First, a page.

The move by policymakers comes as the world’s second-biggest economy has slowed sharply – and auto sales along with it – after cities led by Shanghai imposed tight COVID-19 lockdowns from March. The curbs have shut stores, disrupted supply chains and slashed spending, including on new homes.
Government departments including the Ministry of Information and Industrial Technology (MIIT) are considering a continuation of subsidies to EV buyers in 2023, said the people, who declined to be named as the discussions were private.
China’s expensive incentive programme has been credited with creating the world’s largest EV market. Since the subsidies began in 2009, some 100 billion yuan ($14.81 billion) have been handed out to buyers including commercial fleet operators up to the end-2021, according to an estimate by Shi Ji, an auto analyst with China Merchants Bank International.
The terms of the 2023 extension, including the amount of the subsidies and which vehicles would qualify for them, have not been finalised, they said.Subsidies have been available for cars made by all automakers including non-Chinese players like EV giant Tesla O>, which has a factory in Shanghai and is the only foreign automaker with a top-selling EV.
The MIIT and Ministry of Finance didn’t immediately respond to requests for comment on Wednesday.The EV subsidy scheme was originally scheduled to be phased out by the end of 2020, but Beijing extended it for two years to spur demand in the wake of the COVID pandemic.
The government also cut the number of subsidies per vehicle over the years as the demand surged and manufacturing costs fell. For example, the subsidy for a plug-in hybrid with a range of over 300 kilometres was cut by about 20% to the equivalent of about $1,900.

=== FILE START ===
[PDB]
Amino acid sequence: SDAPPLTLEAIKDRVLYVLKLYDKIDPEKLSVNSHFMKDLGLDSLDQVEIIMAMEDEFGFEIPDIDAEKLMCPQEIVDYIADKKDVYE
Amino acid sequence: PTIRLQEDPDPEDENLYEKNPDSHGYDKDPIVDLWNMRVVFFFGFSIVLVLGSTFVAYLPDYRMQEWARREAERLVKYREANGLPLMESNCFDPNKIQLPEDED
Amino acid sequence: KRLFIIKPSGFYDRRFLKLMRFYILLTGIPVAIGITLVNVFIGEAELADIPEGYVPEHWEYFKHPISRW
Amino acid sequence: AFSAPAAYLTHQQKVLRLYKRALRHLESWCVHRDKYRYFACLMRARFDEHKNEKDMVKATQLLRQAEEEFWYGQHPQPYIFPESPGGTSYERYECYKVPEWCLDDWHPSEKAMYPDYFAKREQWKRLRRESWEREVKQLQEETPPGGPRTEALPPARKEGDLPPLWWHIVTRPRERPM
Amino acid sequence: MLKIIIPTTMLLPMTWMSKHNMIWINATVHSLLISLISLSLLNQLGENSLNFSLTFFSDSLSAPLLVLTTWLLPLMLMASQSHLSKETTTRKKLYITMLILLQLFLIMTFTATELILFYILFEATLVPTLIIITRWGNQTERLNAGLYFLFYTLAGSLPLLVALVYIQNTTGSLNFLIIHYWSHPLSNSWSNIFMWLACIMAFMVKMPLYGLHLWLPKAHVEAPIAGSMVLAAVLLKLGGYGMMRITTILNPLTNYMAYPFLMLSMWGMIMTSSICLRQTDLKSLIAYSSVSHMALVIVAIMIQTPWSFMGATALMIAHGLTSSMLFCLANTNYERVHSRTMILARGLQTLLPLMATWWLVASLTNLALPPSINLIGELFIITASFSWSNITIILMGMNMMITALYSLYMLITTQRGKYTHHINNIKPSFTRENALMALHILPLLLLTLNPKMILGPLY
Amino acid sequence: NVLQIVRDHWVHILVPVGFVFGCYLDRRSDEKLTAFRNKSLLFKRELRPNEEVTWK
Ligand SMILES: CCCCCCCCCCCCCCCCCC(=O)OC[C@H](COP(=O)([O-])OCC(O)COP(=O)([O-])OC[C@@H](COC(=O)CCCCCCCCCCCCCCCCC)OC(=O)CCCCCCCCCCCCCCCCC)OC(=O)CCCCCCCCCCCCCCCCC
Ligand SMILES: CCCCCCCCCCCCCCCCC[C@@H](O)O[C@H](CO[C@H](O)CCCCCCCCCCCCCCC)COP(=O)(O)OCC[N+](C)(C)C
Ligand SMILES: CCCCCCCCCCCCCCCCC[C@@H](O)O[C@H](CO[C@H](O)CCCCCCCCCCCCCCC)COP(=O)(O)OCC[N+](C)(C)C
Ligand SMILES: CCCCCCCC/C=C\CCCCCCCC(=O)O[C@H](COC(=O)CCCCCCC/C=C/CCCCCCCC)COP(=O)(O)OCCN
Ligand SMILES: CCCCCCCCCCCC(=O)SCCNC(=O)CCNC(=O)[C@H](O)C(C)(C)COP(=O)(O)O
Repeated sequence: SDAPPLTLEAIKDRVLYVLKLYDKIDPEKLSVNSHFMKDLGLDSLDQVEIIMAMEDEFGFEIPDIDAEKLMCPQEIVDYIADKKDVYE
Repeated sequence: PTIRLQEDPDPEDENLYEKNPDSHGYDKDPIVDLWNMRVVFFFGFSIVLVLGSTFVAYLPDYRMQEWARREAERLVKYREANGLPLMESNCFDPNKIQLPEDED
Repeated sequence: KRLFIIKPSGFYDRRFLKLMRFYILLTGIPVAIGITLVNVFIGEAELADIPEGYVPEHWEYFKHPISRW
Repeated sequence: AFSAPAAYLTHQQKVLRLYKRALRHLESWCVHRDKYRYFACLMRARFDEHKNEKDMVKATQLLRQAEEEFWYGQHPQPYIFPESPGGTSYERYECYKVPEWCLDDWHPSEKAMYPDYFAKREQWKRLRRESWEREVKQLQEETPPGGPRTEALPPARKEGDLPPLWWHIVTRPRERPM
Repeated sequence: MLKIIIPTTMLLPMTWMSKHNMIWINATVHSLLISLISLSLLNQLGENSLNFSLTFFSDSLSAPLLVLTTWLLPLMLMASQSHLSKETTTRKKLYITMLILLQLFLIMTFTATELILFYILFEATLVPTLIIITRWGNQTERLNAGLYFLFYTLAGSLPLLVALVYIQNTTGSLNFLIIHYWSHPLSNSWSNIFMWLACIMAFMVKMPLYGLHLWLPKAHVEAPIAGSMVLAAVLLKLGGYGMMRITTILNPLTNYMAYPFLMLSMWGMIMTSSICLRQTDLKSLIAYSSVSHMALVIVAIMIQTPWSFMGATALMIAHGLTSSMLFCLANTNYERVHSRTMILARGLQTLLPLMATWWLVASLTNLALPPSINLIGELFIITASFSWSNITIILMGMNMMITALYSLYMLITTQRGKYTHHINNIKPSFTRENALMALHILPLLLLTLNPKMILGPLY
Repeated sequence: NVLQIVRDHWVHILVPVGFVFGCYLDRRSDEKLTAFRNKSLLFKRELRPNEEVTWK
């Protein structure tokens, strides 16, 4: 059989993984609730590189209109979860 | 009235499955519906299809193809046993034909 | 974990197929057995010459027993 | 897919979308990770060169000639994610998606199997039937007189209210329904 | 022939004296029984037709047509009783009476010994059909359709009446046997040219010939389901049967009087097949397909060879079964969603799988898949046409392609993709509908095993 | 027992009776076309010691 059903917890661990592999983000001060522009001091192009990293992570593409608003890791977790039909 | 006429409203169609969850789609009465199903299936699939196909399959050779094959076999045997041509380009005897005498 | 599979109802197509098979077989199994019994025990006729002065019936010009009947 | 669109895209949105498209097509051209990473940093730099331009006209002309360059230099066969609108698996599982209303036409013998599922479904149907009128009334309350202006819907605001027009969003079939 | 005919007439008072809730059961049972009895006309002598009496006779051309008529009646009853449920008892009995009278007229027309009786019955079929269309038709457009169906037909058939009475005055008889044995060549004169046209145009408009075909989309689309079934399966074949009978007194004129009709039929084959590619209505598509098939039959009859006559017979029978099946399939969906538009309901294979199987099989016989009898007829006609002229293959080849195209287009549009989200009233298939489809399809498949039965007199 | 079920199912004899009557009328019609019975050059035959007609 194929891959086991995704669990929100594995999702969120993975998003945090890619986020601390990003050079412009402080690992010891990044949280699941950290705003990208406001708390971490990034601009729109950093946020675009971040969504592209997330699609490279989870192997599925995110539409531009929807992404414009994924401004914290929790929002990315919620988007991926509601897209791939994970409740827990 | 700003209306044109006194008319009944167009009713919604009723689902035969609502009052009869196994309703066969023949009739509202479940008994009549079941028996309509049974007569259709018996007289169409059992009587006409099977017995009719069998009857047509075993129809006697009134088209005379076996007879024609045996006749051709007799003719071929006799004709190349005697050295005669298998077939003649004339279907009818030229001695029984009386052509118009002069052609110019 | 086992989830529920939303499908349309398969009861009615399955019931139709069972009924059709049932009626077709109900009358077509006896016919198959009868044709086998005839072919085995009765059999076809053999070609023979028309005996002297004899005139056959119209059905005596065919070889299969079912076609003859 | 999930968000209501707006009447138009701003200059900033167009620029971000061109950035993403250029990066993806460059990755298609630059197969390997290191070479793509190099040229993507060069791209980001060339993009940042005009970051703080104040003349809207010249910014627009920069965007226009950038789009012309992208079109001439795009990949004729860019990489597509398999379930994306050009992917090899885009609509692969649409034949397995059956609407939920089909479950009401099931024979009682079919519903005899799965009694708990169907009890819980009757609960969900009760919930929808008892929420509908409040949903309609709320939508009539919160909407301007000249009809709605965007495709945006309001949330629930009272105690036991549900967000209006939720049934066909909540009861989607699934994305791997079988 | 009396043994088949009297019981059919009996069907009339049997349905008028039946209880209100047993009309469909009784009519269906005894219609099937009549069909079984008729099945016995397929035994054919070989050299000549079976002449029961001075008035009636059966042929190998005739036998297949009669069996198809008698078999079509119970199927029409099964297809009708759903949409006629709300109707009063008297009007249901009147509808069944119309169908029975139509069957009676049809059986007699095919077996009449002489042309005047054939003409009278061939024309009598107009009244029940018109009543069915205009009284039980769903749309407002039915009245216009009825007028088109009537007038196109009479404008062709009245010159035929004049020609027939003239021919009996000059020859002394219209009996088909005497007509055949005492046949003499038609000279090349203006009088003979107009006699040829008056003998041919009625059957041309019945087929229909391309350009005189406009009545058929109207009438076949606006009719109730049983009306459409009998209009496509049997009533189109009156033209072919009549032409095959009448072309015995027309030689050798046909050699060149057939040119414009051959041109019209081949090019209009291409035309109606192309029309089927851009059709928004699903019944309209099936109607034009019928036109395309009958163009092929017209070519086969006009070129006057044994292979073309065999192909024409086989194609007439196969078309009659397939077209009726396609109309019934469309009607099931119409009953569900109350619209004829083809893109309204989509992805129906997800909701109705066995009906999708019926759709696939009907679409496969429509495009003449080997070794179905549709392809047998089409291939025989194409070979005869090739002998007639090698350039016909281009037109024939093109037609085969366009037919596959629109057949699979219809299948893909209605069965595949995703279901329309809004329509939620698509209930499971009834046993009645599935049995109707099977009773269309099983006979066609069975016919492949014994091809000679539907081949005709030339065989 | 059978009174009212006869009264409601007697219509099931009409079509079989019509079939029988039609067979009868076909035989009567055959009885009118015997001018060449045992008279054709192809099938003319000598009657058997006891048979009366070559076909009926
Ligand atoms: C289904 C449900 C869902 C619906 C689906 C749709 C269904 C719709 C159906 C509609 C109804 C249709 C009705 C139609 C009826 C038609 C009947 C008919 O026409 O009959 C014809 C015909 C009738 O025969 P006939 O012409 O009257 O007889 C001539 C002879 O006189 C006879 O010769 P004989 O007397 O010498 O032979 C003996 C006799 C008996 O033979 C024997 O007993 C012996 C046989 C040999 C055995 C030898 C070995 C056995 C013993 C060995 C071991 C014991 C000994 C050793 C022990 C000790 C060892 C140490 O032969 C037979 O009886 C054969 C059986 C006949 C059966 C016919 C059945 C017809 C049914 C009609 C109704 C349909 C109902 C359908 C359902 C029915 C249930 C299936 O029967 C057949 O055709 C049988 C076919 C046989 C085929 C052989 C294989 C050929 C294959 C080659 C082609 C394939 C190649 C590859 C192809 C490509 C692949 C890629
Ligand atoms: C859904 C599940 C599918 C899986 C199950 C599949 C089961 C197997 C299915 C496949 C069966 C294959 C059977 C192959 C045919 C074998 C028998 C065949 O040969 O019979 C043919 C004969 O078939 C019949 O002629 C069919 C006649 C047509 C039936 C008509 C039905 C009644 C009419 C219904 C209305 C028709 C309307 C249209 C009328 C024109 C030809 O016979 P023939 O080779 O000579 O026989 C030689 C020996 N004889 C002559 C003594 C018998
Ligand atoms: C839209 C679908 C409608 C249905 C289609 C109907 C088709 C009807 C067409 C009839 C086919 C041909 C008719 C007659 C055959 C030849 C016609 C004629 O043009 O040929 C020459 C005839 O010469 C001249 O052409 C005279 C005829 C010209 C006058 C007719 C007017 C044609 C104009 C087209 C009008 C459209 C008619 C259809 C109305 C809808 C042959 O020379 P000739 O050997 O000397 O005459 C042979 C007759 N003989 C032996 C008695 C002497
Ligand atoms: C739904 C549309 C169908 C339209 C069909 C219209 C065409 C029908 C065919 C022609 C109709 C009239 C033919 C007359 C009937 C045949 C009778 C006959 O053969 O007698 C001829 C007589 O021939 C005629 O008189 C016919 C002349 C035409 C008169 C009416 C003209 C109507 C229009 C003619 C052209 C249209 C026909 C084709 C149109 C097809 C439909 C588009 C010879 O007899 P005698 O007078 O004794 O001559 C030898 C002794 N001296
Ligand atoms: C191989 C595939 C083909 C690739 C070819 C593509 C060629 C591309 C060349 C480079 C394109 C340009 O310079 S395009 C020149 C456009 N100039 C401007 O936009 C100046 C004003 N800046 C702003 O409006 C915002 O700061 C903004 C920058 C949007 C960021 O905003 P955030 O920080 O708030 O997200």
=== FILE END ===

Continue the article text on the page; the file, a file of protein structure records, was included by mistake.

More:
EVS FOR $4,000The programme of incentives for buying what China calls new-energy vehicles (NEV) has stoked purchases of cars with a longer driving range in particular, as it has raised the threshold on vehicles qualifying for the subsidies over the years.
In the highly developed China EV market, smaller battery-powered city cars, most of which don’t qualify for subsidies, make up 40% of EV sales, according to auto consultancy JATO, and cost on average just under $4,000. That compares with more than $26,000 in the United States for equivalent models.
Subsidies are now targeted at bigger models, with a driving range of more than 300 kilometres per charge and priced under 300,000 yuan ($44,459).
China’s NEV sales increased 45% year-on-year in April, according to data from the China Association of Automobile Manufacturers. But that was a much slower pace than growth in the previous month when sales more than doubled from a year earlier.
The association has forecast production and demand to begin to catch up in the coming weeks after the April trough, triggered when dozens of cities in China were in full or partial COVID lockdown.
Some local governments, including Guangdong and Chongqing, had also rolled out stimulus measures to subsidise consumers who exchange their old combustion engine vehicles for new EVs in April.
In what would be a separate move, state-owned newspaper China Securities Journal reported on Tuesday that officials would introduce subsidies from June to encourage more rural buyers to purchase cars including NEVs, with payouts of up to 5,000 yuan ($740) per vehicle.
Shanghai’s municipal government is also considering how it can kickstart spending after a drastic wipeout of vehicle sales in China’s commercial and financial hub in April. According to the Shanghai Automobile Sales Trade Association, not a single new car was sold in the city of 25 million people during last month’s stringent lockdown.